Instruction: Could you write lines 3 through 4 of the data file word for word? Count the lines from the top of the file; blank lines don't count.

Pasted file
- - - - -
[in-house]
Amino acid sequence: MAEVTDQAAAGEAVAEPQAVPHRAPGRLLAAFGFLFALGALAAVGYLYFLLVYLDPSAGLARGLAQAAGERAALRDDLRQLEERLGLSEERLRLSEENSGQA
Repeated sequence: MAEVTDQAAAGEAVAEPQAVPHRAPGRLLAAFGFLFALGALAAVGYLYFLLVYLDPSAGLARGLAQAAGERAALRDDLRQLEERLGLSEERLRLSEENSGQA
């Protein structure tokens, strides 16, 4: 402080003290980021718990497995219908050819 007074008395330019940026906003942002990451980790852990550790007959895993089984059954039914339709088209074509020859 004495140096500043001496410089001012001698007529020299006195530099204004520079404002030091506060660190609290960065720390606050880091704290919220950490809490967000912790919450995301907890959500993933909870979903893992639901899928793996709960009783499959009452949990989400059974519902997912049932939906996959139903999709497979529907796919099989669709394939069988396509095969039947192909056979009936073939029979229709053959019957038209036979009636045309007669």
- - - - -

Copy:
Repeated sequence: MAEVTDQAAAGEAVAEPQAVPHRAPGRLLAAFGFLFALGALAAVGYLYFLLVYLDPSAGLARGLAQAAGERAALRDDLRQLEERLGLSEERLRLSEENSGQA
């Protein structure tokens, strides 16, 4: 402080003290980021718990497995219908050819 007074008395330019940026906003942002990451980790852990550790007959895993089984059954039914339709088209074509020859 004495140096500043001496410089001012001698007529020299006195530099204004520079404002030091506060660190609290960065720390606050880091704290919220950490809490967000912790919450995301907890959500993933909870979903893992639901899928793996709960009783499959009452949990989400059974519902997912049932939906996959139903999709497979529907796919099989669709394939069988396509095969039947192909056979009936073939029979229709053959019957038209036979009636045309007669």